After the first significant rains of fall, the fungal world awakes from its summer slumber and swells to abundance. Enter the wide world of mushrooms and fungi in general are everywhere even on your lawn. Imagine a world without fungi, it would be very different! Leaves would not decay, a layer of dead flora and fauna would build so thick you would be walking on ground hundreds of miles deep, in rotted leaves, bugs and dead stuff, nothing would rot. Doctor Carl Linnaeus in 1735 organized the natural world into a system of classifications beginning with only three ‘kingdoms’ mushrooms and fungi were grouped with ‘plants’ in his organization of taxonomy. Science today suggests another kingdom, that of fungi in general. So prevalent in our world and so diverse is the world of fungus it boggles the mind. Fungi are often referred to as the ‘Fifth’ kingdom.
Your first steps in un-boggling your understanding of mushrooms is to take some baby steps. Pick a mushroom or better still, pick a mushroom out of the bin at the grocery store, pick two, one that has a ragged membrane under the cap that has been partially broken, make sure it retains some of its stem, not cut close to the cap. Then pick one from the brown bin with the membrane unopened, so long as you have one of each. These mushrooms are grown year around in a very controlled environment in a sterilized medium, this to prevent uncontrolled spores invading the mushroom beds, like a poisonous mushroom growing among the edibles, not good.
When you get home lay the two mushrooms on a bit of white paper. Be sure to have a notebook to write down your observations, a small magnifying lens may help. Step one, observe the outside features; it has a cap that is rounded, your mushrooms may be mostly white or a soft brown color depending on which bin you chose. Observe the stem, it is thick compared to the cap. The base of the stem has been cut off during harvest or you might see the thready roots of the mushroom host. Now turn the mushroom on its cap, stem up. The underside of one has a ragged veil that reveals the gills under the cap, as the mushroom grows this veil tears open and exposes the gills under the cap. Your second sample has not yet ruptured, study the texture and note the delicate, thin skin it is made of. Carefully remove the veil with the tip of your pencil and hold it in your hand, the veil is so fine you may not be able to actually ‘feel’ it. In some mushrooms the veil leaves a little ‘skirt’ on the stem, in some there is a ‘ring’ on the stem before the veil breaks. This membrane keeps the spore ‘seeds’ of the mushroom from falling too soon. Now snap off the stem of one of your samples, observe the gills, their color, do they attach to the cap and the stem or not. Do the gills line up one by one or do they have a short one, long one, short one pattern? Note how the stem attached to the cap you have broken off, some mushrooms break cleanly at the cap. Study the broken stem by cutting it lengthwise, observe the interior of the stem, is it hollow? Some stems are filled with a ‘jelly’ and some break smoothly, some are woody with long strands and squish when you try to break them. Note your observations. Now cut the cap in half and look at the gills, note their color and texture. Using a finger or a pair of tweezers remove one of the gills. Using the magnifying lens to look closely at the gill, you are looking at the reproductive base of this mushroom. The spore are tiny little seeds, shaped like a grain of rice. Most are not visible to the naked eye and need to be sectioned, stained and looked at under the microscope.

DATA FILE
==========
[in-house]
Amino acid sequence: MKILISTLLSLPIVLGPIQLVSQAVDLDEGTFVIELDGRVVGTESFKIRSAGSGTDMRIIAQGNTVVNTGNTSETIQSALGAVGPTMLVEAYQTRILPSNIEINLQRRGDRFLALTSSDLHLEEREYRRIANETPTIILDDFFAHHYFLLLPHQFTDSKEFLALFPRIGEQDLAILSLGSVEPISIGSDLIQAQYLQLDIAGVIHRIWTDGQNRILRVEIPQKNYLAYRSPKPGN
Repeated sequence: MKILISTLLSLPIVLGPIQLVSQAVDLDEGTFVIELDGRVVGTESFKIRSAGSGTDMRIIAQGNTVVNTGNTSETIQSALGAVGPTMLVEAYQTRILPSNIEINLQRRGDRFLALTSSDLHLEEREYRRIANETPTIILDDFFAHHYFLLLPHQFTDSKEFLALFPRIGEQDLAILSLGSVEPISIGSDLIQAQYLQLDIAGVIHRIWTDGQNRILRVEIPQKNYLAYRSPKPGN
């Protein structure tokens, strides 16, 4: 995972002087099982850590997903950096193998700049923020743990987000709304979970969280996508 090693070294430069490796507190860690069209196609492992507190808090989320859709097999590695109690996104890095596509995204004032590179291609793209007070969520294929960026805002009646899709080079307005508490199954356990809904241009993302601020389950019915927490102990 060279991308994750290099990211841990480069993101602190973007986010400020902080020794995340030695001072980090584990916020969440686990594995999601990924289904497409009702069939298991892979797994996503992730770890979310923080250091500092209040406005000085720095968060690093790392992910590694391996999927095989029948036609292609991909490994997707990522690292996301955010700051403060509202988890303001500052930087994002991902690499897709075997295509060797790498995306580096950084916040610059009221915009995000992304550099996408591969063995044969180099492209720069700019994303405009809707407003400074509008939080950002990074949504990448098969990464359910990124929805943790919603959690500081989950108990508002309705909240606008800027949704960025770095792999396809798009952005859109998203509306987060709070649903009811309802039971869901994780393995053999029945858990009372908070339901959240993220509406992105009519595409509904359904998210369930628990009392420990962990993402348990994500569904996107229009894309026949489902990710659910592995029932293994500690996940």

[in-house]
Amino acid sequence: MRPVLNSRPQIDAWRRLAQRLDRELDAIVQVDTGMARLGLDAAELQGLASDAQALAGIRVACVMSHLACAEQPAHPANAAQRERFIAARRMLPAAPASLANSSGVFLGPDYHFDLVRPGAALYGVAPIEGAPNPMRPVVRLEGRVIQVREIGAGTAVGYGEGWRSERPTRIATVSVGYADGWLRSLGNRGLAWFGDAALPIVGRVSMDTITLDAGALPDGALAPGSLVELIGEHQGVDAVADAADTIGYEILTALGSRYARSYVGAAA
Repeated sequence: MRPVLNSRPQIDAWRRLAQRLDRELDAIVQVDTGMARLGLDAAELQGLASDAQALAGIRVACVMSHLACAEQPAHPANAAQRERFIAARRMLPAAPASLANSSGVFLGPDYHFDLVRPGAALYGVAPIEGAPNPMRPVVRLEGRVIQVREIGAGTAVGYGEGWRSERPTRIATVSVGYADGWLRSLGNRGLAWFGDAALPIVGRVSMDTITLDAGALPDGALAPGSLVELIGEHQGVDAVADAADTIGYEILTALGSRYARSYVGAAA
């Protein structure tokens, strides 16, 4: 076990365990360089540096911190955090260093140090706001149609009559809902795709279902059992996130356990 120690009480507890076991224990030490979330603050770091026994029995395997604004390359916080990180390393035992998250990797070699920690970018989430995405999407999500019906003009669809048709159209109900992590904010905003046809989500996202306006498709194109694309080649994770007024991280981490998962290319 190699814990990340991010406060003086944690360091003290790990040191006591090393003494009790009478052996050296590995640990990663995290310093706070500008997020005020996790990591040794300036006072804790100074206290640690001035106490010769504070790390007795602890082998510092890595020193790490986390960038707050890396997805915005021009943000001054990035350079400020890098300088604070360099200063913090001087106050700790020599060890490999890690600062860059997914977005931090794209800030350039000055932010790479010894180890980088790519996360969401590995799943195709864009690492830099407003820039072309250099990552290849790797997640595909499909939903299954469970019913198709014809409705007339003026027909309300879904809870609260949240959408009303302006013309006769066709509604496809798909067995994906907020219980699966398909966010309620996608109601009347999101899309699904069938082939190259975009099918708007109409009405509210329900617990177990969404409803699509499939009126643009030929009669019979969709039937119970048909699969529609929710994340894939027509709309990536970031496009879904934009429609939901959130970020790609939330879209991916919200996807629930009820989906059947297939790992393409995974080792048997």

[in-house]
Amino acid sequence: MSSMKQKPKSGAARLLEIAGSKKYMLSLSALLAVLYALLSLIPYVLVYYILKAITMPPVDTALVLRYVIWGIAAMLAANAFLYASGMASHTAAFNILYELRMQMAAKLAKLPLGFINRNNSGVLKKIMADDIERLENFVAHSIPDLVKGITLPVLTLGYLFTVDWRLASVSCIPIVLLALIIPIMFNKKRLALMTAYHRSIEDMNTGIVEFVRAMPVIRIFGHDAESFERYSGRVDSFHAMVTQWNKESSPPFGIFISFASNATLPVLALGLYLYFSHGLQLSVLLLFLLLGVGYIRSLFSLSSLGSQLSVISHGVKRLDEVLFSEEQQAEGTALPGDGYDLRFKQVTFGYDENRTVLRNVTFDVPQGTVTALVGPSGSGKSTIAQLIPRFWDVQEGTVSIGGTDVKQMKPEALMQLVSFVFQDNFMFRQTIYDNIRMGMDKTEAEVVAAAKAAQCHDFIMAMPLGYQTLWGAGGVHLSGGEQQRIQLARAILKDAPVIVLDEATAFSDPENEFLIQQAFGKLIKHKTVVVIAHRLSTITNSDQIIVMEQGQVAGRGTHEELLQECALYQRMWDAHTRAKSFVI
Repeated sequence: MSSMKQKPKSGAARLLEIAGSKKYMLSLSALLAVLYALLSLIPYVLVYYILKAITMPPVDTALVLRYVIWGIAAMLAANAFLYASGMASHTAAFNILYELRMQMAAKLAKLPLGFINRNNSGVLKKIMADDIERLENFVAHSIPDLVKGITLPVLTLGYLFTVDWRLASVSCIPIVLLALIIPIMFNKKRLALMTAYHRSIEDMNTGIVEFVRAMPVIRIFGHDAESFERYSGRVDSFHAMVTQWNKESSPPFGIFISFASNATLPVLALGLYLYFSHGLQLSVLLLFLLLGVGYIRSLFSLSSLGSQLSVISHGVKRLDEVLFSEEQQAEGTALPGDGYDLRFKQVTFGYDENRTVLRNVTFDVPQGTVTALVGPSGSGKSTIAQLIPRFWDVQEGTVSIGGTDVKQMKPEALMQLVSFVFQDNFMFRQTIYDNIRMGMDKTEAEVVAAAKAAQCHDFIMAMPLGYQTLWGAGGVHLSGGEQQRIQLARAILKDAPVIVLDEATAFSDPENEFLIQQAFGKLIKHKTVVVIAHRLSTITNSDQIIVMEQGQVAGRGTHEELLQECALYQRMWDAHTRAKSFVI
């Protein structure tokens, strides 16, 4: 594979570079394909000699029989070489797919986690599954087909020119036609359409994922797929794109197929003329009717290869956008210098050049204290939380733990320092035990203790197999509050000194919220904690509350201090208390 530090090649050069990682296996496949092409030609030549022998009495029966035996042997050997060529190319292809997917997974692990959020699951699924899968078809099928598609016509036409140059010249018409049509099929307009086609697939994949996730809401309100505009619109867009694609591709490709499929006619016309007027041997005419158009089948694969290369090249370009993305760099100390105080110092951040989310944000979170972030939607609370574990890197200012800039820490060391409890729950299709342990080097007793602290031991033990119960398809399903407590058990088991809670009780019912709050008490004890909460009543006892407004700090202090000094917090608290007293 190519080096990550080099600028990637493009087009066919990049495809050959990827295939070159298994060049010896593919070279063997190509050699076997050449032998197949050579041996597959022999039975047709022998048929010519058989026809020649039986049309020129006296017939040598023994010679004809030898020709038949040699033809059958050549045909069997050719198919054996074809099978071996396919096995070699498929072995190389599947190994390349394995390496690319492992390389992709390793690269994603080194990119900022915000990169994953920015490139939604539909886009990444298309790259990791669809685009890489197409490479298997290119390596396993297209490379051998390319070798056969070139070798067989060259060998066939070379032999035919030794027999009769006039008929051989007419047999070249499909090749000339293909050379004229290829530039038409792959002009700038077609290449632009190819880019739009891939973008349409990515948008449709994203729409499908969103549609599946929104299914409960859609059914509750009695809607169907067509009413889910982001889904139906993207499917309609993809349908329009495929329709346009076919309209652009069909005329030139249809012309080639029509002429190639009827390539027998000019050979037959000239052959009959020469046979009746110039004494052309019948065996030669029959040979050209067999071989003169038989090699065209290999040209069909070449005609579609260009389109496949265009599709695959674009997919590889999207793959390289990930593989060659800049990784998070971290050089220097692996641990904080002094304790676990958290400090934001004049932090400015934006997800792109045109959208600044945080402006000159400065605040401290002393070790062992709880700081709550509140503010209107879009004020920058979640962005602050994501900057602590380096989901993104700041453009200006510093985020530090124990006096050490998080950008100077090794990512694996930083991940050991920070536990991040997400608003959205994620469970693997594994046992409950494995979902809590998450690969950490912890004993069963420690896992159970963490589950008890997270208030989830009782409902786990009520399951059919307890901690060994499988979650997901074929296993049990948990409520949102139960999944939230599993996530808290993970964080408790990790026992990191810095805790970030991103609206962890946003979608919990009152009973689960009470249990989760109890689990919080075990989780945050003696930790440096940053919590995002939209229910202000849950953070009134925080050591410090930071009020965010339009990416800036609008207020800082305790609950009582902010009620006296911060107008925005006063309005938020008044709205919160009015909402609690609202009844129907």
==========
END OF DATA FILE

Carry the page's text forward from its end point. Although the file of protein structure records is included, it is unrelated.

For now, remove both stems and put the caps, gills down, on white paper. Leave them overnight undisturbed. After the membrane is torn the spores begin to dry out and fall off the gills. In the morning carefully lift the cap straight up without dragging it on the paper. Observe the spore prints, you should see an impression that looks like the gills but flat. Be very careful not to breath on the spore print or try to wipe it off, it is very fragile. Each gill has dropped a fine line of spores overnight. Note their color, this is a very important clue to identifying your mushroom. If you have chosen, the regular ‘white’ mushroom and a brown one from the bin marked “Bella or Portobello” each will have a different spore print. If you have access to a microscope you will note that both gills, the brown one and the white one, have identical spore arrangement, they are paired, or bi-sporeous. Under the microscope they look the same but for their color. Think about dogs, specifically the Labrador retriever, a large dog very common as a family pet. Labs come in brown, black and the most common blonde or ‘yellow’. They are the same ‘species’ as are your mushrooms. Now log into the ‘Net and search for Mykoweb, here is a comprehensive text on mushroom identification and properties. First look for the family, yours is Agaricae and then work through the physical characteristics from your notes. Once found the site will offer a text that can be scientific at times and hard to understand. There are excellent pictures to compare to your samples and notes on edibility, toxin and other cautions. The clues in this text will help guide you to the right name for your mushrooms. The problem is, there are lots of variations, some deadly poisonous, some inedible with numerous ‘look-alikes’. The lesson here is, stick to eating grocery store mushrooms that are carefully grown. Study the many kinds of mushrooms out there using the same methods to narrow down the trail to positive identification. Always keep in mind, IF IN DOUBT THROW IT OUT! Happy hunting.
Bill Hanson is a Sonoma County native and a lifelong sportsman. He is the former president of the Sonoma County Mycological Association. Look for his column in The Community Voice each week.